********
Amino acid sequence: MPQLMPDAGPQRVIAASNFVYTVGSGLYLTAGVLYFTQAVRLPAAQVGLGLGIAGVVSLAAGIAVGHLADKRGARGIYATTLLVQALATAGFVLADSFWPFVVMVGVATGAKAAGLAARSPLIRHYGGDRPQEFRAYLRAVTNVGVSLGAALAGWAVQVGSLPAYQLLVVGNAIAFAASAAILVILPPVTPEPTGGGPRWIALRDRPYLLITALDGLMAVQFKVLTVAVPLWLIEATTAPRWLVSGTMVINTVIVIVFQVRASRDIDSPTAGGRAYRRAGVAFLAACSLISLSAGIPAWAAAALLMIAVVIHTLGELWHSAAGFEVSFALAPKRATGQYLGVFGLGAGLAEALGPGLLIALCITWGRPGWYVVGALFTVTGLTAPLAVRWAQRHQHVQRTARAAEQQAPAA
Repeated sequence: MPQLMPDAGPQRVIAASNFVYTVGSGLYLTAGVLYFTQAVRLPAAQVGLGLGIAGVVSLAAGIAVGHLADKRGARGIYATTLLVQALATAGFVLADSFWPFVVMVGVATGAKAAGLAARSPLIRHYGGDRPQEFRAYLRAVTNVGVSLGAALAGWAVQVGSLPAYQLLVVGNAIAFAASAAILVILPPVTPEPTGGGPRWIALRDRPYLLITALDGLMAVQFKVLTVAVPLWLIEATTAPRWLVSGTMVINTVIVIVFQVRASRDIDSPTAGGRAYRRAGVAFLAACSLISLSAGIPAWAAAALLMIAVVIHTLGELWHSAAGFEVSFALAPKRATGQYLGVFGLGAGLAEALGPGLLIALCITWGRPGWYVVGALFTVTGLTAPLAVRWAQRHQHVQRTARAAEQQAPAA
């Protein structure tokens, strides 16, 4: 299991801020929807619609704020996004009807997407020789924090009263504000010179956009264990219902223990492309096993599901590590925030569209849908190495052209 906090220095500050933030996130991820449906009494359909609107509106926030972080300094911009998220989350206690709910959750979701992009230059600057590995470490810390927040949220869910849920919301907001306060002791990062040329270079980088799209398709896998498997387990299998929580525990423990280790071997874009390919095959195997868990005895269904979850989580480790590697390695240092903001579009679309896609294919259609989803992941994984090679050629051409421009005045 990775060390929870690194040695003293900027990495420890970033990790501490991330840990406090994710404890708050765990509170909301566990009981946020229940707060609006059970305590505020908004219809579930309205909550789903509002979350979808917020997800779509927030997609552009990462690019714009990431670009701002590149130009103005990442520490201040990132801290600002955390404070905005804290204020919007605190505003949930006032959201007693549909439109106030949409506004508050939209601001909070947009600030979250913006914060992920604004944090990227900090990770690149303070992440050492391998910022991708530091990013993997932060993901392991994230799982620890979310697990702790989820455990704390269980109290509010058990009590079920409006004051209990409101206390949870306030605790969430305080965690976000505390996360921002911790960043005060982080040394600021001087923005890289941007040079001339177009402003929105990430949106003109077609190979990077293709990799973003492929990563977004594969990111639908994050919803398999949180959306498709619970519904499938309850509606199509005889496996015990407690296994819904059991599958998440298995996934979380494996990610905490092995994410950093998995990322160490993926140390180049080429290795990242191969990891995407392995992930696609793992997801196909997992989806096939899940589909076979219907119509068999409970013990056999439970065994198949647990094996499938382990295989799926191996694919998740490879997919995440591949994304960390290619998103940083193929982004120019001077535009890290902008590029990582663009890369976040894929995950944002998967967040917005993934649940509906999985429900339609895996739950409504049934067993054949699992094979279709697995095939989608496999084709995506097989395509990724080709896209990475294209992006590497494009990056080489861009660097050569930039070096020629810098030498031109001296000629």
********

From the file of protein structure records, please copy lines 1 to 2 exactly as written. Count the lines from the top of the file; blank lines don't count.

Amino acid sequence: MPQLMPDAGPQRVIAASNFVYTVGSGLYLTAGVLYFTQAVRLPAAQVGLGLGIAGVVSLAAGIAVGHLADKRGARGIYATTLLVQALATAGFVLADSFWPFVVMVGVATGAKAAGLAARSPLIRHYGGDRPQEFRAYLRAVTNVGVSLGAALAGWAVQVGSLPAYQLLVVGNAIAFAASAAILVILPPVTPEPTGGGPRWIALRDRPYLLITALDGLMAVQFKVLTVAVPLWLIEATTAPRWLVSGTMVINTVIVIVFQVRASRDIDSPTAGGRAYRRAGVAFLAACSLISLSAGIPAWAAAALLMIAVVIHTLGELWHSAAGFEVSFALAPKRATGQYLGVFGLGAGLAEALGPGLLIALCITWGRPGWYVVGALFTVTGLTAPLAVRWAQRHQHVQRTARAAEQQAPAA
Repeated sequence: MPQLMPDAGPQRVIAASNFVYTVGSGLYLTAGVLYFTQAVRLPAAQVGLGLGIAGVVSLAAGIAVGHLADKRGARGIYATTLLVQALATAGFVLADSFWPFVVMVGVATGAKAAGLAARSPLIRHYGGDRPQEFRAYLRAVTNVGVSLGAALAGWAVQVGSLPAYQLLVVGNAIAFAASAAILVILPPVTPEPTGGGPRWIALRDRPYLLITALDGLMAVQFKVLTVAVPLWLIEATTAPRWLVSGTMVINTVIVIVFQVRASRDIDSPTAGGRAYRRAGVAFLAACSLISLSAGIPAWAAAALLMIAVVIHTLGELWHSAAGFEVSFALAPKRATGQYLGVFGLGAGLAEALGPGLLIALCITWGRPGWYVVGALFTVTGLTAPLAVRWAQRHQHVQRTARAAEQQAPAA